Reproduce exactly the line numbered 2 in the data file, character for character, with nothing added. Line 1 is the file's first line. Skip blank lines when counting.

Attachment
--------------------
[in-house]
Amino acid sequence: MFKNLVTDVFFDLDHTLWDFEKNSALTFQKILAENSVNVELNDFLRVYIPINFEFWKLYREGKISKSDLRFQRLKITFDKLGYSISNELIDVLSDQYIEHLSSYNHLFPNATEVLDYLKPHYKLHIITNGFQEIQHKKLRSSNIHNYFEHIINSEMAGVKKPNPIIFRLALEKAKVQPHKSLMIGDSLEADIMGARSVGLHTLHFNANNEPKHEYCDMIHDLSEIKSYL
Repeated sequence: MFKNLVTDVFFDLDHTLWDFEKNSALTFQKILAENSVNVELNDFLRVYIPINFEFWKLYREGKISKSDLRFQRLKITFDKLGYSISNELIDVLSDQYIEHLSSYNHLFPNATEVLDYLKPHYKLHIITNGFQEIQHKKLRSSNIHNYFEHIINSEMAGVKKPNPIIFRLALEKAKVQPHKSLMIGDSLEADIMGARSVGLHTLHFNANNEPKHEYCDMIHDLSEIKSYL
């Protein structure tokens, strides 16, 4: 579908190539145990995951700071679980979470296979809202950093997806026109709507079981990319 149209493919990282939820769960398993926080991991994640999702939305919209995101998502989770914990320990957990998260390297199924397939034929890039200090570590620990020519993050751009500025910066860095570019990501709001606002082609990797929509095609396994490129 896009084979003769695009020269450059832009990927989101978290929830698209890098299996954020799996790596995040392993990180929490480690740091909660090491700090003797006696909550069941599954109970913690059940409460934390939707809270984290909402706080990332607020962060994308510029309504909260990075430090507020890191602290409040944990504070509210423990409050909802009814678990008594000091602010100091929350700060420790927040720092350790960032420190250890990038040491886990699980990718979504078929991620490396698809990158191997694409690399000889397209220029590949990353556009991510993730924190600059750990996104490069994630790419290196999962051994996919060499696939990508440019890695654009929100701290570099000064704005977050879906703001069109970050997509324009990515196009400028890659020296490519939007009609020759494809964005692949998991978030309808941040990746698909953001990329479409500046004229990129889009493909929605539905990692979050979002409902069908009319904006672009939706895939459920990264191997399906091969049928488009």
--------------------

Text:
Amino acid sequence: MFKNLVTDVFFDLDHTLWDFEKNSALTFQKILAENSVNVELNDFLRVYIPINFEFWKLYREGKISKSDLRFQRLKITFDKLGYSISNELIDVLSDQYIEHLSSYNHLFPNATEVLDYLKPHYKLHIITNGFQEIQHKKLRSSNIHNYFEHIINSEMAGVKKPNPIIFRLALEKAKVQPHKSLMIGDSLEADIMGARSVGLHTLHFNANNEPKHEYCDMIHDLSEIKSYL